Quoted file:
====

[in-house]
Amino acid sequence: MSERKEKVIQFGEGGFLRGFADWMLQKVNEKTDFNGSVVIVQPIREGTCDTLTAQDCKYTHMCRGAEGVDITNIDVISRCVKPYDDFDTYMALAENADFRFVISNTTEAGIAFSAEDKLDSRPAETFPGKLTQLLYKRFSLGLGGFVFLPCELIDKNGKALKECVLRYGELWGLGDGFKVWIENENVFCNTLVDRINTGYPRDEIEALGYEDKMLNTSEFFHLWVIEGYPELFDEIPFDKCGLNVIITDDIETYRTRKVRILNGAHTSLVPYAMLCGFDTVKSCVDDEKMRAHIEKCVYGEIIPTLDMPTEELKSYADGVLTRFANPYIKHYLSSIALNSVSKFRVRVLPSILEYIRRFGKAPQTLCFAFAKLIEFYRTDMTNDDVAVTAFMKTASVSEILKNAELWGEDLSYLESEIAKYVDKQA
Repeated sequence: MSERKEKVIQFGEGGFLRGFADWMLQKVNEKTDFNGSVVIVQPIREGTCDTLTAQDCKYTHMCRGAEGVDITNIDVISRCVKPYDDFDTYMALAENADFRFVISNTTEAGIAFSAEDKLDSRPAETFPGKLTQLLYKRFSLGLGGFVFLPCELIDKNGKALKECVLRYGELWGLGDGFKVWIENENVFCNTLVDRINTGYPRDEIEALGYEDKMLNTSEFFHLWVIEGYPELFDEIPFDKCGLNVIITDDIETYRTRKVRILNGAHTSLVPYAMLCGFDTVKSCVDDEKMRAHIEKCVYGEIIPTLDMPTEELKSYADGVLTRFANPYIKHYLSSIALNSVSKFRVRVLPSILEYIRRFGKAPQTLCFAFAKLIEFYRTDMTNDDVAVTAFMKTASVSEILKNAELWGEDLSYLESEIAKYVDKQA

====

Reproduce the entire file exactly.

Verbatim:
[in-house]
Amino acid sequence: MSERKEKVIQFGEGGFLRGFADWMLQKVNEKTDFNGSVVIVQPIREGTCDTLTAQDCKYTHMCRGAEGVDITNIDVISRCVKPYDDFDTYMALAENADFRFVISNTTEAGIAFSAEDKLDSRPAETFPGKLTQLLYKRFSLGLGGFVFLPCELIDKNGKALKECVLRYGELWGLGDGFKVWIENENVFCNTLVDRINTGYPRDEIEALGYEDKMLNTSEFFHLWVIEGYPELFDEIPFDKCGLNVIITDDIETYRTRKVRILNGAHTSLVPYAMLCGFDTVKSCVDDEKMRAHIEKCVYGEIIPTLDMPTEELKSYADGVLTRFANPYIKHYLSSIALNSVSKFRVRVLPSILEYIRRFGKAPQTLCFAFAKLIEFYRTDMTNDDVAVTAFMKTASVSEILKNAELWGEDLSYLESEIAKYVDKQA
Repeated sequence: MSERKEKVIQFGEGGFLRGFADWMLQKVNEKTDFNGSVVIVQPIREGTCDTLTAQDCKYTHMCRGAEGVDITNIDVISRCVKPYDDFDTYMALAENADFRFVISNTTEAGIAFSAEDKLDSRPAETFPGKLTQLLYKRFSLGLGGFVFLPCELIDKNGKALKECVLRYGELWGLGDGFKVWIENENVFCNTLVDRINTGYPRDEIEALGYEDKMLNTSEFFHLWVIEGYPELFDEIPFDKCGLNVIITDDIETYRTRKVRILNGAHTSLVPYAMLCGFDTVKSCVDDEKMRAHIEKCVYGEIIPTLDMPTEELKSYADGVLTRFANPYIKHYLSSIALNSVSKFRVRVLPSILEYIRRFGKAPQTLCFAFAKLIEFYRTDMTNDDVAVTAFMKTASVSEILKNAELWGEDLSYLESEIAKYVDKQA